33 results found
 

APP and the ramin ban

Page | November 26, 2011 at 20:40

Ramin trees are legally protected under Indonesia’s laws and its national CITES regulations. Sumatra’s peat swamp forests are a key ramin habitat. Government maps show that nearly half the area of this key ramin habitat that remained when...

Ramin at APP’s flagship pulp mill

Page | November 26, 2011 at 20:40

A year-long investigation at Asia Pulp & Paper’s largest pulp mill in Indonesia, Indah Kiat Perawang, exposes how illegal ramin logs are regularly mixed into its supply of logs from natural forest clearance (so-called mixed tropical hardwood or...

From APP’s pulp mill to the ends of the Earth

Page | November 26, 2011 at 21:16

The key aim of CITES is to ensure that any international trade in ramin specimens or derivatives is not causing a detrimental impact on the species, and comes from legal supplies. The investigation shows that Indah Kiat Perawang trades pulp to...

Call for action

Page | November 26, 2011 at 20:51

Although Indonesia’s ramin is an internationally protected species, its habitat continues to be cleared. Ramin logs from this clearance are being mixed in with numerous other rainforest logs to feed the pulp and paper sector. The place to tackle...

Case study: Bukit Tigapuluh

Page | November 26, 2011 at 21:12

The Bukit Tigapuluh Forest Landscape in central Sumatra is one of the last refuges of endangered species including the Sumatran tiger, and is critical to the future of the Sumatran orang-utan. While a portion of the Landscape has been designated...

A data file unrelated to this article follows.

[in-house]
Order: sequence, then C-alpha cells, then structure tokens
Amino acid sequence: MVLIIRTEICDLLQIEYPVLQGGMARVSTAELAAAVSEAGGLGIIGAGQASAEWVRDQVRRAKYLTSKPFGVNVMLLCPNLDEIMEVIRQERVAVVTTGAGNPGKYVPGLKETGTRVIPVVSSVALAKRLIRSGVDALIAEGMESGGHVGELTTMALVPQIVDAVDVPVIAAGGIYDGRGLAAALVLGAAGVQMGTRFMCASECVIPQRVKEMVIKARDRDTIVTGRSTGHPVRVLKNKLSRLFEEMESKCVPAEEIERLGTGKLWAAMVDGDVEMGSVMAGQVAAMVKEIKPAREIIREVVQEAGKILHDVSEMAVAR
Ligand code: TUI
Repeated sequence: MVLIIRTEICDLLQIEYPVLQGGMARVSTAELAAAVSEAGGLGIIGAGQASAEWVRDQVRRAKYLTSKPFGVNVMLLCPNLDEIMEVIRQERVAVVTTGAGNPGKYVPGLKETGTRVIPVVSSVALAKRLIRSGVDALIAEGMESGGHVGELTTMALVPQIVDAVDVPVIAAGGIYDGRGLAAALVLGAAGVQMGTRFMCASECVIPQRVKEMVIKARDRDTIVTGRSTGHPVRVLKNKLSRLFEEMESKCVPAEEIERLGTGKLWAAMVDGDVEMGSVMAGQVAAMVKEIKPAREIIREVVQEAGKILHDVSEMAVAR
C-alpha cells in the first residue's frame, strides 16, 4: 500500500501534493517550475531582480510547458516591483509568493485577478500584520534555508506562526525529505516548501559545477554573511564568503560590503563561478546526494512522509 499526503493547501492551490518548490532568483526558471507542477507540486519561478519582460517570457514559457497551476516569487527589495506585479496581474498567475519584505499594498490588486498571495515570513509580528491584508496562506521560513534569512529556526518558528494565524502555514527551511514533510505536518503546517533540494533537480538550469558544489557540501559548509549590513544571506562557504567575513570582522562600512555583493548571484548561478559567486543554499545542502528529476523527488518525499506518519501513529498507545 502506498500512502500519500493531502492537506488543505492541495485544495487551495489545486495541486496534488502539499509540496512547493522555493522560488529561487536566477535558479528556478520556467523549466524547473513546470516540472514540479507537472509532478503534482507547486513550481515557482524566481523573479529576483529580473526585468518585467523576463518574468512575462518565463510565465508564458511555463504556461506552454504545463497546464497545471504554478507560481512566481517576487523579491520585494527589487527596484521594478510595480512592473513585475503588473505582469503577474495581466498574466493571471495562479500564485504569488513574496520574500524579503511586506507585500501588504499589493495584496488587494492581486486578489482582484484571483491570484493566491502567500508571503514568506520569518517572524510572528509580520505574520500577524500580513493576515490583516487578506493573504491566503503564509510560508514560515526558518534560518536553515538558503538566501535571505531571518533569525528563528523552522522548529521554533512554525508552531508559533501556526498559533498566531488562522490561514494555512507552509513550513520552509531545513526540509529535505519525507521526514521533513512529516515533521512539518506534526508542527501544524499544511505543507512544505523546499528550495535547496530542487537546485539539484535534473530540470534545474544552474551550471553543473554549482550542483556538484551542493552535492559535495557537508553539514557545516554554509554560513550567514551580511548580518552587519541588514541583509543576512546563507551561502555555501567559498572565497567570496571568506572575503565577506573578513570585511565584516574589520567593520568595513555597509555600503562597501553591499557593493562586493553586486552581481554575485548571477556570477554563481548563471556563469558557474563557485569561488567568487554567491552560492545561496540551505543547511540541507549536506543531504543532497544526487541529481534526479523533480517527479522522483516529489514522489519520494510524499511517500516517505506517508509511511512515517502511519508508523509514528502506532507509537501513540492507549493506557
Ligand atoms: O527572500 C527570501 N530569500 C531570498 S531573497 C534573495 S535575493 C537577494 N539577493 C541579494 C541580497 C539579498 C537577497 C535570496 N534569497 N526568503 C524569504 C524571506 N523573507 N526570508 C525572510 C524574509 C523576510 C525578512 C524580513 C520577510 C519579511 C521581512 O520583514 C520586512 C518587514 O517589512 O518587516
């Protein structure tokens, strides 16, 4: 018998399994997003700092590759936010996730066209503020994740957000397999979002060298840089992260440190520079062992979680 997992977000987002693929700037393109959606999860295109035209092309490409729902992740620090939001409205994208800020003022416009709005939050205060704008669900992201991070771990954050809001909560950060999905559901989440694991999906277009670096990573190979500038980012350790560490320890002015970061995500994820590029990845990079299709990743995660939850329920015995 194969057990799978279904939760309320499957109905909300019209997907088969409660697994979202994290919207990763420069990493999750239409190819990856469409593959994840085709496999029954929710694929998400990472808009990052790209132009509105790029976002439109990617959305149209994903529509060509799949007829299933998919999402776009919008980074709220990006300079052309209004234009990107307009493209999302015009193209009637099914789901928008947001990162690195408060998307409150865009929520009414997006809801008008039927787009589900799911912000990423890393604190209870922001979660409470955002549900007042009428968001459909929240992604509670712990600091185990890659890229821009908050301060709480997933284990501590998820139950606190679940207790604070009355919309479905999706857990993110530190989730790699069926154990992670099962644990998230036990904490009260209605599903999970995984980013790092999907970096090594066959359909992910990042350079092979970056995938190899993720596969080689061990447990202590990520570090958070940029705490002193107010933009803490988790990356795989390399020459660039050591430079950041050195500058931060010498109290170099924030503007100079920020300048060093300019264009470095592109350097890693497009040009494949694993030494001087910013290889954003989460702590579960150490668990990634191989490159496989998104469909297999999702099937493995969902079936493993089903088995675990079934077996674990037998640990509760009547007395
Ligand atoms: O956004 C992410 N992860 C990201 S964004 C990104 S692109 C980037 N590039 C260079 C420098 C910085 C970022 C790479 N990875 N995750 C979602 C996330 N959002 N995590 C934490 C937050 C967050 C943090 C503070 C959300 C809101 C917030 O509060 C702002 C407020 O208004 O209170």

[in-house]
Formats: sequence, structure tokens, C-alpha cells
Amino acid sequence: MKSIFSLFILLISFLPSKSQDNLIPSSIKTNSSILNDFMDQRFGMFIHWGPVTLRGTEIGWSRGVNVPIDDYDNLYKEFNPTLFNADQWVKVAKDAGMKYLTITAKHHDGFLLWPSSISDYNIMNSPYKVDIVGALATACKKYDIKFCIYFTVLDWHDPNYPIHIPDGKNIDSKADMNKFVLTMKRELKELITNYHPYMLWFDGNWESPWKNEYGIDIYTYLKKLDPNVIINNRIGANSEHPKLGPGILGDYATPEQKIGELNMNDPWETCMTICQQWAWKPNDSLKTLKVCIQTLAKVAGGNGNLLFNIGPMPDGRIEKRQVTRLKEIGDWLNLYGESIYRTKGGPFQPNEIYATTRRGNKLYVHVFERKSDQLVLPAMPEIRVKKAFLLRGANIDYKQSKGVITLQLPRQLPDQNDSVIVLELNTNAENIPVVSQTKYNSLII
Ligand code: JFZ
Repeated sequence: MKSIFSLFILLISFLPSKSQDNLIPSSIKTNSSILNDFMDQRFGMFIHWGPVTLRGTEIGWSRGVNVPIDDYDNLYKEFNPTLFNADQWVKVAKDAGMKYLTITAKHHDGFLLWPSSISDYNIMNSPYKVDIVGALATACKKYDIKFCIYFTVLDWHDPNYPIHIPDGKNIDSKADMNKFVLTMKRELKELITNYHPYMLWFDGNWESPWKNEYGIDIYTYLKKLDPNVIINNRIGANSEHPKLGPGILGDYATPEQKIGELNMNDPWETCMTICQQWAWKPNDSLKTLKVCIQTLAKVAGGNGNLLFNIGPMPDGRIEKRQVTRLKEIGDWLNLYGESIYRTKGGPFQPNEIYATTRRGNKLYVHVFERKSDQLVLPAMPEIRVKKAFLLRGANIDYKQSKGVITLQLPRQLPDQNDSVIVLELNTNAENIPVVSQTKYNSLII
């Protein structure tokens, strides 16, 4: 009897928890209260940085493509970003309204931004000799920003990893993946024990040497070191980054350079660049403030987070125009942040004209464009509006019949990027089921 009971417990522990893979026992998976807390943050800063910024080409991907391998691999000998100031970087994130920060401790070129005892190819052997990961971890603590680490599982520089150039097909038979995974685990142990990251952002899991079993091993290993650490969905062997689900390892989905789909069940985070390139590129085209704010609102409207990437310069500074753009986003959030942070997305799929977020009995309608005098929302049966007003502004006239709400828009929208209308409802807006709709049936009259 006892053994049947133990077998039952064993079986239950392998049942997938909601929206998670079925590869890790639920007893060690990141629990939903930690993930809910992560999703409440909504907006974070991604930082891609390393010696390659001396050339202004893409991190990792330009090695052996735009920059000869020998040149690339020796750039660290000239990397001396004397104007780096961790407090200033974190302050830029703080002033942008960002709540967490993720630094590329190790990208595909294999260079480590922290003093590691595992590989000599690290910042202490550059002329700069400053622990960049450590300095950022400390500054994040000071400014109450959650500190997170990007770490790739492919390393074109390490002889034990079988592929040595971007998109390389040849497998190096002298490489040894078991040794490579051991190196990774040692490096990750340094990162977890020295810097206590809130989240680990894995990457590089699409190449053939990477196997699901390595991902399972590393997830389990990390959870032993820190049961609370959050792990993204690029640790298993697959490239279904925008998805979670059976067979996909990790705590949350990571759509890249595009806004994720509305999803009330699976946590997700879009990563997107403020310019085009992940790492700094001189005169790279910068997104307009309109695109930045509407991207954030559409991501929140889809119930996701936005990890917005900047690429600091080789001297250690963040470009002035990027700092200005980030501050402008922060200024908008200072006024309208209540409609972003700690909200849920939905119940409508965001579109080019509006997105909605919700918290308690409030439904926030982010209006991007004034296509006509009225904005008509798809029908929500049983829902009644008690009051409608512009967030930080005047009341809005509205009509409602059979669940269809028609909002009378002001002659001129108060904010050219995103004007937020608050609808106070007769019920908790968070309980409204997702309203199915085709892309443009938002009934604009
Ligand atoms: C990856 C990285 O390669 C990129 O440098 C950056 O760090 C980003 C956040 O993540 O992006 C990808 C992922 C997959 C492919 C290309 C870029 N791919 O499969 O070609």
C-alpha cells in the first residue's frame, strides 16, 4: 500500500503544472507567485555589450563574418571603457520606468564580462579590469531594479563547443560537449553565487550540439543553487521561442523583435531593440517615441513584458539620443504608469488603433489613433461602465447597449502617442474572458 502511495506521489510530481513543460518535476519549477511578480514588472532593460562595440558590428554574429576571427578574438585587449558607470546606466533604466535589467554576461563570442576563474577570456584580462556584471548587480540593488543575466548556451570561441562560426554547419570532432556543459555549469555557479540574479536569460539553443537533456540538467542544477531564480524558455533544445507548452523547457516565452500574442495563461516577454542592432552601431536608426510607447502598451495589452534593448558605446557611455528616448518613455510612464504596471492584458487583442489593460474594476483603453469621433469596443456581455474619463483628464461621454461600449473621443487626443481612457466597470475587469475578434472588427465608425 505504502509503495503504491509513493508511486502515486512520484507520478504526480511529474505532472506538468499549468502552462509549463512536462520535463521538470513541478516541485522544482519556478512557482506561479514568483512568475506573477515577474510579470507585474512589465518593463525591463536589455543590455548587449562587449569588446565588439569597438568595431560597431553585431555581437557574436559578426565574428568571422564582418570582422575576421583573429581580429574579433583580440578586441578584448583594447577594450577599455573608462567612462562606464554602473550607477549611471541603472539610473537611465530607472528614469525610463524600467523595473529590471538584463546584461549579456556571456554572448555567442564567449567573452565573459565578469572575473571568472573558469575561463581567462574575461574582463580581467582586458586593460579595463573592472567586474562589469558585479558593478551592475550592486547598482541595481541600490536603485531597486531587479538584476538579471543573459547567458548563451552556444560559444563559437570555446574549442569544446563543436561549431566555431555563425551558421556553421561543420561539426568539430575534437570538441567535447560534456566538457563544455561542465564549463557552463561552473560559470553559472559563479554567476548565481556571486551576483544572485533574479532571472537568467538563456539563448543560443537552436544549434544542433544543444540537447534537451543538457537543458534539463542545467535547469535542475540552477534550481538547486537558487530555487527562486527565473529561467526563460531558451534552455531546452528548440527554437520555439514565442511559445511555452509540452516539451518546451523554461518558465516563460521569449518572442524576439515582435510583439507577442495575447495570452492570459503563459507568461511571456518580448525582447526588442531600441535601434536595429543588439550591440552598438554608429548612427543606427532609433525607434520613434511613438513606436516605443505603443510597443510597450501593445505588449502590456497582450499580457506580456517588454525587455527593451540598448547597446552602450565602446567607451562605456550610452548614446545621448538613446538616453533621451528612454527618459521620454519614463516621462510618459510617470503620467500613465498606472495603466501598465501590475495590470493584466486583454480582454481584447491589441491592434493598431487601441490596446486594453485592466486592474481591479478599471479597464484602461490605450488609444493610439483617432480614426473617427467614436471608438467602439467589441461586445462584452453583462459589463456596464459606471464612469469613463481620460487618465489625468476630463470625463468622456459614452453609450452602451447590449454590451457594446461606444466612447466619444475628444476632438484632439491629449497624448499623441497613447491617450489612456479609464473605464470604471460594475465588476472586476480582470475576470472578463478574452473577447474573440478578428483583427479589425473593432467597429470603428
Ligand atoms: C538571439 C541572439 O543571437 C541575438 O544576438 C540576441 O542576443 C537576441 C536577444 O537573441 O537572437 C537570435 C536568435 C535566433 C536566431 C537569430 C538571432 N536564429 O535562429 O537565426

Case study: Kerumutan

Page | November 26, 2011 at 21:00

The 1.3 million hectare Kerumutan Peat Swamp Forest is an important habitat for the critically endangered Sumatran tiger and one of the world's largest remaining areas of carbon-rich peatland. Much of the area is on deep (>3 metres) peat. SMG/APP...

APP's forest destruction

Page | November 26, 2011 at 20:55

This investigative report from Greenpeace, 'How APP is toying with extinction', shows how major brands like Mattel, Disney and others are fuelling climate change and pushing Sumatran tigers and orang-utans towards the brink of extinction.

Mattel

Page | November 26, 2011 at 21:26

Forensic testing shows that a wide range of packaging for the Mattel Barbie fashion dolls regularly contains Indonesian rainforest timber. Mattel uses packaging made with paper produced by APP, a group Greenpeace investigations reveal continues...

Hasbro and Lego

Page | November 26, 2011 at 21:20

In addition to identifying Mattel- and Disney-branded products linked to the destruction of Indonesian rainforests, Greenpeace investigations have identified a number of other major toy manufacturers, including Hasbro and LEGO, which produce...

APP's customers in the toy sector

Page | November 26, 2011 at 21:16

The toy sector uses a lot of glossy packaging. Forensic testing shows that the packaging used by leading toy brands regularly contains Indonesian rainforest fibre. Greenpeace International investigations have also established links between these...

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